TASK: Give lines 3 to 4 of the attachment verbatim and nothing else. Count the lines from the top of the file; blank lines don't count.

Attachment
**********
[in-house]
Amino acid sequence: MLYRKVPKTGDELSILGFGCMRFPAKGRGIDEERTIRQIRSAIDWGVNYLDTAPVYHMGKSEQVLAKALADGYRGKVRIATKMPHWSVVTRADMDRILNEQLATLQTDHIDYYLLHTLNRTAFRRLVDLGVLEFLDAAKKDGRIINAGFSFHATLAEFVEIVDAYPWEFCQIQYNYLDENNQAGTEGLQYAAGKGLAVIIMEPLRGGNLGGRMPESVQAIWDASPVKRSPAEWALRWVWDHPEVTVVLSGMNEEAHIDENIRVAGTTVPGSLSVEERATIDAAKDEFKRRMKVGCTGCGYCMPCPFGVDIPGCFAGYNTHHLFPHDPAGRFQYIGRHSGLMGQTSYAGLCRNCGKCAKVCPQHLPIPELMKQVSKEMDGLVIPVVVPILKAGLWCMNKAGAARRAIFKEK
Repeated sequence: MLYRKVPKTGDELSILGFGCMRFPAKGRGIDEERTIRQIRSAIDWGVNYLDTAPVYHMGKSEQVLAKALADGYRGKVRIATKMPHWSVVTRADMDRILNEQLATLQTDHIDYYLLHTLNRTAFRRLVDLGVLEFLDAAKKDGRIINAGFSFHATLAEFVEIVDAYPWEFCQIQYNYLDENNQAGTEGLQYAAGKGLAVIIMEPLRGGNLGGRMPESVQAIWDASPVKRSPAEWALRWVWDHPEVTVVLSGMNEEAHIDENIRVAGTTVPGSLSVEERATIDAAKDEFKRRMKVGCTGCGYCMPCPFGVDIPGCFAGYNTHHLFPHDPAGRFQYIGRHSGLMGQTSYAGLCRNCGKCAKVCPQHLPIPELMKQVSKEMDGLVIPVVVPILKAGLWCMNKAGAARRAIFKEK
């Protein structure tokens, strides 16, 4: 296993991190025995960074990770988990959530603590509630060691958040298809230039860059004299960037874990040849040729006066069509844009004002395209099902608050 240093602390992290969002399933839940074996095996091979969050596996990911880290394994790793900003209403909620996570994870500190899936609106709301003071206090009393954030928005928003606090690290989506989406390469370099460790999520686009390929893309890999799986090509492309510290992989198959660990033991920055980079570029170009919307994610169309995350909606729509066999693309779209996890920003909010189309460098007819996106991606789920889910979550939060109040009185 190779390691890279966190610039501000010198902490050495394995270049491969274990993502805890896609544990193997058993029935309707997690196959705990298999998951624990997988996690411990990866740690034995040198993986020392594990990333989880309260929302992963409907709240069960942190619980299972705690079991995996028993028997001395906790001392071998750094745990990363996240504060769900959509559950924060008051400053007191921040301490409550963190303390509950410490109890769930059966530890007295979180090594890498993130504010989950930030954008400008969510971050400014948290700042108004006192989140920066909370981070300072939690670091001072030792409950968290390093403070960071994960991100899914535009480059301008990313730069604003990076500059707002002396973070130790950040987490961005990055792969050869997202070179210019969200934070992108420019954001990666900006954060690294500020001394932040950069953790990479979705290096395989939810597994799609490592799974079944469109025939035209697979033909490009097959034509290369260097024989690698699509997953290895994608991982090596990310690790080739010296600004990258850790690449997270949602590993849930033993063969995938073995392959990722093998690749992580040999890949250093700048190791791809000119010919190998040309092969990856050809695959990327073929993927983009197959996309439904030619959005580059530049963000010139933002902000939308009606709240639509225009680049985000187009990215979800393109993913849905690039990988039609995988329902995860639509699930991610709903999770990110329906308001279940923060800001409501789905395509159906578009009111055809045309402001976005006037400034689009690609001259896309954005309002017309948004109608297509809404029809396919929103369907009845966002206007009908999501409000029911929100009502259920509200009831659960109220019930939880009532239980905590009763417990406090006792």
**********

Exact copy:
Repeated sequence: MLYRKVPKTGDELSILGFGCMRFPAKGRGIDEERTIRQIRSAIDWGVNYLDTAPVYHMGKSEQVLAKALADGYRGKVRIATKMPHWSVVTRADMDRILNEQLATLQTDHIDYYLLHTLNRTAFRRLVDLGVLEFLDAAKKDGRIINAGFSFHATLAEFVEIVDAYPWEFCQIQYNYLDENNQAGTEGLQYAAGKGLAVIIMEPLRGGNLGGRMPESVQAIWDASPVKRSPAEWALRWVWDHPEVTVVLSGMNEEAHIDENIRVAGTTVPGSLSVEERATIDAAKDEFKRRMKVGCTGCGYCMPCPFGVDIPGCFAGYNTHHLFPHDPAGRFQYIGRHSGLMGQTSYAGLCRNCGKCAKVCPQHLPIPELMKQVSKEMDGLVIPVVVPILKAGLWCMNKAGAARRAIFKEK
């Protein structure tokens, strides 16, 4: 296993991190025995960074990770988990959530603590509630060691958040298809230039860059004299960037874990040849040729006066069509844009004002395209099902608050 240093602390992290969002399933839940074996095996091979969050596996990911880290394994790793900003209403909620996570994870500190899936609106709301003071206090009393954030928005928003606090690290989506989406390469370099460790999520686009390929893309890999799986090509492309510290992989198959660990033991920055980079570029170009919307994610169309995350909606729509066999693309779209996890920003909010189309460098007819996106991606789920889910979550939060109040009185 190779390691890279966190610039501000010198902490050495394995270049491969274990993502805890896609544990193997058993029935309707997690196959705990298999998951624990997988996690411990990866740690034995040198993986020392594990990333989880309260929302992963409907709240069960942190619980299972705690079991995996028993028997001395906790001392071998750094745990990363996240504060769900959509559950924060008051400053007191921040301490409550963190303390509950410490109890769930059966530890007295979180090594890498993130504010989950930030954008400008969510971050400014948290700042108004006192989140920066909370981070300072939690670091001072030792409950968290390093403070960071994960991100899914535009480059301008990313730069604003990076500059707002002396973070130790950040987490961005990055792969050869997202070179210019969200934070992108420019954001990666900006954060690294500020001394932040950069953790990479979705290096395989939810597994799609490592799974079944469109025939035209697979033909490009097959034509290369260097024989690698699509997953290895994608991982090596990310690790080739010296600004990258850790690449997270949602590993849930033993063969995938073995392959990722093998690749992580040999890949250093700048190791791809000119010919190998040309092969990856050809695959990327073929993927983009197959996309439904030619959005580059530049963000010139933002902000939308009606709240639509225009680049985000187009990215979800393109993913849905690039990988039609995988329902995860639509699930991610709903999770990110329906308001279940923060800001409501789905395509159906578009009111055809045309402001976005006037400034689009690609001259896309954005309002017309948004109608297509809404029809396919929103369907009845966002206007009908999501409000029911929100009502259920509200009831659960109220019930939880009532239980905590009763417990406090006792």